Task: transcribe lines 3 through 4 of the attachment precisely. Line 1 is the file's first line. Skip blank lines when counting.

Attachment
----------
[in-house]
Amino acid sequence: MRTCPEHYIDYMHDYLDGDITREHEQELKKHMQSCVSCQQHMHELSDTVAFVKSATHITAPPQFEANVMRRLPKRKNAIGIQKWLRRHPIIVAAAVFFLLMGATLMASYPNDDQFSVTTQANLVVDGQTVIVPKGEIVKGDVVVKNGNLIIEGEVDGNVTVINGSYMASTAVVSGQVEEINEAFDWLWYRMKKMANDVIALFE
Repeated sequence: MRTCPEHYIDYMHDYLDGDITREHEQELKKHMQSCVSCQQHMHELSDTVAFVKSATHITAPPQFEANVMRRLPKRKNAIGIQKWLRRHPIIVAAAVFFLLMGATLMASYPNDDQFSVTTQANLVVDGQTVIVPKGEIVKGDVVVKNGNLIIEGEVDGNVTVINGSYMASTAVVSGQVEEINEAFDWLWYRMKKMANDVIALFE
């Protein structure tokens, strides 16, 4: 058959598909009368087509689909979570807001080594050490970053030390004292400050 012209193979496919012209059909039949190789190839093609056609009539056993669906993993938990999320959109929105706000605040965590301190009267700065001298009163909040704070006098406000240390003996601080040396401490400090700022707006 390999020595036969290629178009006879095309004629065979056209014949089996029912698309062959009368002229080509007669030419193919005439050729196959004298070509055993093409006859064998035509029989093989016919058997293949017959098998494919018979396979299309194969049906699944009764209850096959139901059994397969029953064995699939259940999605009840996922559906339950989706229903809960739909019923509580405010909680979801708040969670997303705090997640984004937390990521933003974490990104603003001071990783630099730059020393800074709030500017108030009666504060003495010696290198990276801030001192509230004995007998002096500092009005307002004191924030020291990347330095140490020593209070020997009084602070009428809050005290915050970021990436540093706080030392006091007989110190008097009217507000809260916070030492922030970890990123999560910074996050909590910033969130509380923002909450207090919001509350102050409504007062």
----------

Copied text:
Repeated sequence: MRTCPEHYIDYMHDYLDGDITREHEQELKKHMQSCVSCQQHMHELSDTVAFVKSATHITAPPQFEANVMRRLPKRKNAIGIQKWLRRHPIIVAAAVFFLLMGATLMASYPNDDQFSVTTQANLVVDGQTVIVPKGEIVKGDVVVKNGNLIIEGEVDGNVTVINGSYMASTAVVSGQVEEINEAFDWLWYRMKKMANDVIALFE
């Protein structure tokens, strides 16, 4: 058959598909009368087509689909979570807001080594050490970053030390004292400050 012209193979496919012209059909039949190789190839093609056609009539056993669906993993938990999320959109929105706000605040965590301190009267700065001298009163909040704070006098406000240390003996601080040396401490400090700022707006 390999020595036969290629178009006879095309004629065979056209014949089996029912698309062959009368002229080509007669030419193919005439050729196959004298070509055993093409006859064998035509029989093989016919058997293949017959098998494919018979396979299309194969049906699944009764209850096959139901059994397969029953064995699939259940999605009840996922559906339950989706229903809960739909019923509580405010909680979801708040969670997303705090997640984004937390990521933003974490990104603003001071990783630099730059020393800074709030500017108030009666504060003495010696290198990276801030001192509230004995007998002096500092009005307002004191924030020291990347330095140490020593209070020997009084602070009428809050005290915050970021990436540093706080030392006091007989110190008097009217507000809260916070030492922030970890990123999560910074996050909590910033969130509380923002909450207090919001509350102050409504007062």